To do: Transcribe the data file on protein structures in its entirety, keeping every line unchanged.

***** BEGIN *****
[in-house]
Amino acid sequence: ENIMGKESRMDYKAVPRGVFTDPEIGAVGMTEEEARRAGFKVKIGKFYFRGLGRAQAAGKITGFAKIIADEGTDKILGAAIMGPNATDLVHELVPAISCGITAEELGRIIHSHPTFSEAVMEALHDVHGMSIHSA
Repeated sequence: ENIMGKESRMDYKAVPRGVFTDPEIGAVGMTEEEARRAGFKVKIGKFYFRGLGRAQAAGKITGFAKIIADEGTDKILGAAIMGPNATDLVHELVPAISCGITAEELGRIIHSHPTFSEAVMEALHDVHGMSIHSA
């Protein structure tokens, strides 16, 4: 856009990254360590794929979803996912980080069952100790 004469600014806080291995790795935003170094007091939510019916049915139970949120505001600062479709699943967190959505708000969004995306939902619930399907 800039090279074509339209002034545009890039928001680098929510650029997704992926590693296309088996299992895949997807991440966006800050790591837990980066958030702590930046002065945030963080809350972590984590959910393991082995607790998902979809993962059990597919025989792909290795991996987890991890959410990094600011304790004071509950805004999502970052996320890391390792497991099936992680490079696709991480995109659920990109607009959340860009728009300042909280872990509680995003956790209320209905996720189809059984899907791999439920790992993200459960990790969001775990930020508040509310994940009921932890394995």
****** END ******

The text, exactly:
[in-house]
Amino acid sequence: ENIMGKESRMDYKAVPRGVFTDPEIGAVGMTEEEARRAGFKVKIGKFYFRGLGRAQAAGKITGFAKIIADEGTDKILGAAIMGPNATDLVHELVPAISCGITAEELGRIIHSHPTFSEAVMEALHDVHGMSIHSA
Repeated sequence: ENIMGKESRMDYKAVPRGVFTDPEIGAVGMTEEEARRAGFKVKIGKFYFRGLGRAQAAGKITGFAKIIADEGTDKILGAAIMGPNATDLVHELVPAISCGITAEELGRIIHSHPTFSEAVMEALHDVHGMSIHSA
């Protein structure tokens, strides 16, 4: 856009990254360590794929979803996912980080069952100790 004469600014806080291995790795935003170094007091939510019916049915139970949120505001600062479709699943967190959505708000969004995306939902619930399907 800039090279074509339209002034545009890039928001680098929510650029997704992926590693296309088996299992895949997807991440966006800050790591837990980066958030702590930046002065945030963080809350972590984590959910393991082995607790998902979809993962059990597919025989792909290795991996987890991890959410990094600011304790004071509950805004999502970052996320890391390792497991099936992680490079696709991480995109659920990109607009959340860009728009300042909280872990509680995003956790209320209905996720189809059984899907791999439920790992993200459960990790969001775990930020508040509310994940009921932890394995």